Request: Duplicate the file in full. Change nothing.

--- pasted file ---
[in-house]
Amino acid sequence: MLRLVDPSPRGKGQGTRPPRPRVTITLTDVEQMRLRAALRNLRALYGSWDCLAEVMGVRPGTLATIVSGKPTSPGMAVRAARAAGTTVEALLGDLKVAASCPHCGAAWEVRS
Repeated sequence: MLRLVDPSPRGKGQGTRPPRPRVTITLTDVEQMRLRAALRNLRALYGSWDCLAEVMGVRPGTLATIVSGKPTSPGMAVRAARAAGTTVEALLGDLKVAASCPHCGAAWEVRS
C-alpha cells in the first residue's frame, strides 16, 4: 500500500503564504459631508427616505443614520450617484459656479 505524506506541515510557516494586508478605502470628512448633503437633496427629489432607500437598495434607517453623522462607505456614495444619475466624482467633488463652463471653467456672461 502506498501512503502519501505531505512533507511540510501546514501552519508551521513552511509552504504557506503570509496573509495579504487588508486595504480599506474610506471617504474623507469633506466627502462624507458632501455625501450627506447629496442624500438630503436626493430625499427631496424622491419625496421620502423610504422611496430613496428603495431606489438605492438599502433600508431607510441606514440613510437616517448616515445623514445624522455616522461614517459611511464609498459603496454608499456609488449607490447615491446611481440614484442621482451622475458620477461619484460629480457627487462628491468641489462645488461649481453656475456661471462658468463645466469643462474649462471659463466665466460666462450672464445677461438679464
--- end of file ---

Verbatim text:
[in-house]
Amino acid sequence: MLRLVDPSPRGKGQGTRPPRPRVTITLTDVEQMRLRAALRNLRALYGSWDCLAEVMGVRPGTLATIVSGKPTSPGMAVRAARAAGTTVEALLGDLKVAASCPHCGAAWEVRS
Repeated sequence: MLRLVDPSPRGKGQGTRPPRPRVTITLTDVEQMRLRAALRNLRALYGSWDCLAEVMGVRPGTLATIVSGKPTSPGMAVRAARAAGTTVEALLGDLKVAASCPHCGAAWEVRS
C-alpha cells in the first residue's frame, strides 16, 4: 500500500503564504459631508427616505443614520450617484459656479 505524506506541515510557516494586508478605502470628512448633503437633496427629489432607500437598495434607517453623522462607505456614495444619475466624482467633488463652463471653467456672461 502506498501512503502519501505531505512533507511540510501546514501552519508551521513552511509552504504557506503570509496573509495579504487588508486595504480599506474610506471617504474623507469633506466627502462624507458632501455625501450627506447629496442624500438630503436626493430625499427631496424622491419625496421620502423610504422611496430613496428603495431606489438605492438599502433600508431607510441606514440613510437616517448616515445623514445624522455616522461614517459611511464609498459603496454608499456609488449607490447615491446611481440614484442621482451622475458620477461619484460629480457627487462628491468641489462645488461649481453656475456661471462658468463645466469643462474649462471659463466665466460666462450672464445677461438679464